Sambisari Temple

It is a Hindu temple of Shiva that was built in the early 9th century by Rakai Garung, the King of Mataram Hindu of the Syailendra dynasty.

Sambisari temple stands about 7 meters from the ground. According to estimates, the temple was buried by sand and rocks of the mountain of Merapi in 1006 AD.

Sambisari temple consists of one main temple and three temples Perwara (guardian) located in front of the main temple.

The main entrance of Sambisari temple is located on the west side, on the entrance staircase equipped with a sculptured decoration of a pair of Dragon heads with a gaping mouth. The dragon’s head is supported by a sculptured decoration of Gana in a squatting position with the hand propping upwards. Gana is a small shrine of Shiva accompaniment, so Gana is also referred to as Syiwaduta.

On the threshold of the entrance to the temple room, there is a carved Kalamakara without a lower jaw.

On the outside of the walls of the temple are sculptures. on the north side wall, there is Durga Mahisasuramardini statue. on the east wall, there is Ganesha statue while on the south side wall there is Arca Agastya or Shiva Mahaguru

Durga Mahisasuramardini statue, namely Durga as the goddess of death. As in the Shiva temple in Prambanan, Durga is also described as an eighth-handed goddess in a position standing on Nandi’s Ox. One of his right hands is in a reclining position on a club, while the other three hold each arrow, sword and disc. One left-hand holds the head of Asura, while the other three arms hold bows, shields and flowers. Asura is a dwarf giant dwarf Durga. Asura in Sambisari temple is slightly different from Asura in Shiva temple (Prambanan), Asura in Sambisari temple depicted in kneeling position. The goddess Durga at Sambisari Temple is also described as more sensual, judging from her standing position, a short hip cover cloth that shows her thighs, more prominent breasts, and a smile that adorns her lips.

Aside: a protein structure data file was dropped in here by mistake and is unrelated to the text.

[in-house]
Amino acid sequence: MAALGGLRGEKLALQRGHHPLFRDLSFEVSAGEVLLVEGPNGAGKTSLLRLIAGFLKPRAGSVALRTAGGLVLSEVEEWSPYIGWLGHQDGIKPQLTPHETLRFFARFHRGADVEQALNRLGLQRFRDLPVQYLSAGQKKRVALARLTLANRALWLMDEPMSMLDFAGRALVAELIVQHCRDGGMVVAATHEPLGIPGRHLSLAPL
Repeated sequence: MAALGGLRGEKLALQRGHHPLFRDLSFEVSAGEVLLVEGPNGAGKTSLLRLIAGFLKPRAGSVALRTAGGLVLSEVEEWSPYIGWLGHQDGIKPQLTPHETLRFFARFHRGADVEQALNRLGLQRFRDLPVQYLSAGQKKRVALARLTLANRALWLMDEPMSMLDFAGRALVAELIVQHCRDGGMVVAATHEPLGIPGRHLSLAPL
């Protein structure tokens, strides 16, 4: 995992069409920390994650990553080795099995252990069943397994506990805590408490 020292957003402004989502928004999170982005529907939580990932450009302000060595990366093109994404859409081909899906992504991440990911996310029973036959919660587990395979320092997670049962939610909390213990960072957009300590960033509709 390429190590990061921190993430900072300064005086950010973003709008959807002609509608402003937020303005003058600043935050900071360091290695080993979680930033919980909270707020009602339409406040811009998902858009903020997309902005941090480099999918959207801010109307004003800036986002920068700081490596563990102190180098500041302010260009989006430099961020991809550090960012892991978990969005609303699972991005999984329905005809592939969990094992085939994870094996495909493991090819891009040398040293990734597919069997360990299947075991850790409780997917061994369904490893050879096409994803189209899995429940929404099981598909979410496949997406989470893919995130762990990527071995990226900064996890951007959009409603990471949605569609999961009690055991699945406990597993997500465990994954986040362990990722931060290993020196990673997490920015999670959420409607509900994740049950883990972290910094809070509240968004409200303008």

The Ganesha statue on the outer wall of the east side is depicted in a cross-legged position on the Padmasana (the throne of the lotus flower) with the soles of the feet meeting each other. This statue is similar to Ganesha statue located in the eastern shrine of Shiva temple in Prambanan temple. The difference is the right palm of this statue riding on the knee in a tengadah position, while the left palm supports a bowl. The end of the trunk seemed to suck something from inside the bowl.

The Shiva statue on the outer wall of the south side is depicted as the figure of a two-legged man and a beard standing on a Padma (lotus). To his right was a trident, a three-eyed spear which was a Shiva’s weapon. This statue is similar to the statue of Shiva Mahaguru contained in the southern shrine of the Temple Shiva in Prambanan Temple Complex, it’s just a slimmer body.

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